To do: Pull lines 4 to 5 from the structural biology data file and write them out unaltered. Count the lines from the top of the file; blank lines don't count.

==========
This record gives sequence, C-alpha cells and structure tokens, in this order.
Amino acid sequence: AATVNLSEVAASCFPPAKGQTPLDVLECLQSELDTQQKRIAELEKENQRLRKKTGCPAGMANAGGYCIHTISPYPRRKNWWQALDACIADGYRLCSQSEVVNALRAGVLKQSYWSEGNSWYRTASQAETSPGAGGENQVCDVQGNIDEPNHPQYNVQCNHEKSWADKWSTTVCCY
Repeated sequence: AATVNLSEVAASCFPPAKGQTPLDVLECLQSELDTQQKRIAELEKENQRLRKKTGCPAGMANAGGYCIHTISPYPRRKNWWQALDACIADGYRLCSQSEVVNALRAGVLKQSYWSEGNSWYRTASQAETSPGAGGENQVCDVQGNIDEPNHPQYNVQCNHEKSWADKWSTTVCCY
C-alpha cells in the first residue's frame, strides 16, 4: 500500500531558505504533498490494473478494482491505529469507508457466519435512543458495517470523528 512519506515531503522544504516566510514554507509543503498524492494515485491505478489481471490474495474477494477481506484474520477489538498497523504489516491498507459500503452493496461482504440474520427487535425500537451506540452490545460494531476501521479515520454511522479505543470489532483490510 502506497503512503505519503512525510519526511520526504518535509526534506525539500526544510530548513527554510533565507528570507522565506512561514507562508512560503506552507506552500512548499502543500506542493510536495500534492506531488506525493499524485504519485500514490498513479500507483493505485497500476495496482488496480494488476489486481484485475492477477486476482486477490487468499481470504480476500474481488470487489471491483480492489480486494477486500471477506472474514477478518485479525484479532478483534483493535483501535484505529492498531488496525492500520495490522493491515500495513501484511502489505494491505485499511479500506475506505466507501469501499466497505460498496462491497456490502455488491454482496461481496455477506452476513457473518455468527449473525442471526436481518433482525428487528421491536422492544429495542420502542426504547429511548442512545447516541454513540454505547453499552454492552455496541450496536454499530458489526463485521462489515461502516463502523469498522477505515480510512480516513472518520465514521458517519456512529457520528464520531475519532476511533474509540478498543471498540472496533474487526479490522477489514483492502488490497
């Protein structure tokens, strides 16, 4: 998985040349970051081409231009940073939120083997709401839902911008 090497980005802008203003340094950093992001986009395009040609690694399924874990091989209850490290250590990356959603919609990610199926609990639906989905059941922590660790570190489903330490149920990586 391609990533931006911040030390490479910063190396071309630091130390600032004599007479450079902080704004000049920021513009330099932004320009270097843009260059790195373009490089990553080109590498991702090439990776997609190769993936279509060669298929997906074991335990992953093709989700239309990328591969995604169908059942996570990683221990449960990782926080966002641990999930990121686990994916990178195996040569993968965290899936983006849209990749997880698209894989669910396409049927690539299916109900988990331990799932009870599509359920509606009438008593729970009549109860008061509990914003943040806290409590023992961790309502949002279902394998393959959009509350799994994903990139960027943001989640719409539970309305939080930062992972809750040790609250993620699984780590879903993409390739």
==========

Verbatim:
C-alpha cells in the first residue's frame, strides 16, 4: 500500500531558505504533498490494473478494482491505529469507508457466519435512543458495517470523528 512519506515531503522544504516566510514554507509543503498524492494515485491505478489481471490474495474477494477481506484474520477489538498497523504489516491498507459500503452493496461482504440474520427487535425500537451506540452490545460494531476501521479515520454511522479505543470489532483490510 502506497503512503505519503512525510519526511520526504518535509526534506525539500526544510530548513527554510533565507528570507522565506512561514507562508512560503506552507506552500512548499502543500506542493510536495500534492506531488506525493499524485504519485500514490498513479500507483493505485497500476495496482488496480494488476489486481484485475492477477486476482486477490487468499481470504480476500474481488470487489471491483480492489480486494477486500471477506472474514477478518485479525484479532478483534483493535483501535484505529492498531488496525492500520495490522493491515500495513501484511502489505494491505485499511479500506475506505466507501469501499466497505460498496462491497456490502455488491454482496461481496455477506452476513457473518455468527449473525442471526436481518433482525428487528421491536422492544429495542420502542426504547429511548442512545447516541454513540454505547453499552454492552455496541450496536454499530458489526463485521462489515461502516463502523469498522477505515480510512480516513472518520465514521458517519456512529457520528464520531475519532476511533474509540478498543471498540472496533474487526479490522477489514483492502488490497
């Protein structure tokens, strides 16, 4: 998985040349970051081409231009940073939120083997709401839902911008 090497980005802008203003340094950093992001986009395009040609690694399924874990091989209850490290250590990356959603919609990610199926609990639906989905059941922590660790570190489903330490149920990586 391609990533931006911040030390490479910063190396071309630091130390600032004599007479450079902080704004000049920021513009330099932004320009270097843009260059790195373009490089990553080109590498991702090439990776997609190769993936279509060669298929997906074991335990992953093709989700239309990328591969995604169908059942996570990683221990449960990782926080966002641990999930990121686990994916990178195996040569993968965290899936983006849209990749997880698209894989669910396409049927690539299916109900988990331990799932009870599509359920509606009438008593729970009549109860008061509990914003943040806290409590023992961790309502949002279902394998393959959009509350799994994903990139960027943001989640719409539970309305939080930062992972809750040790609250993620699984780590879903993409390739």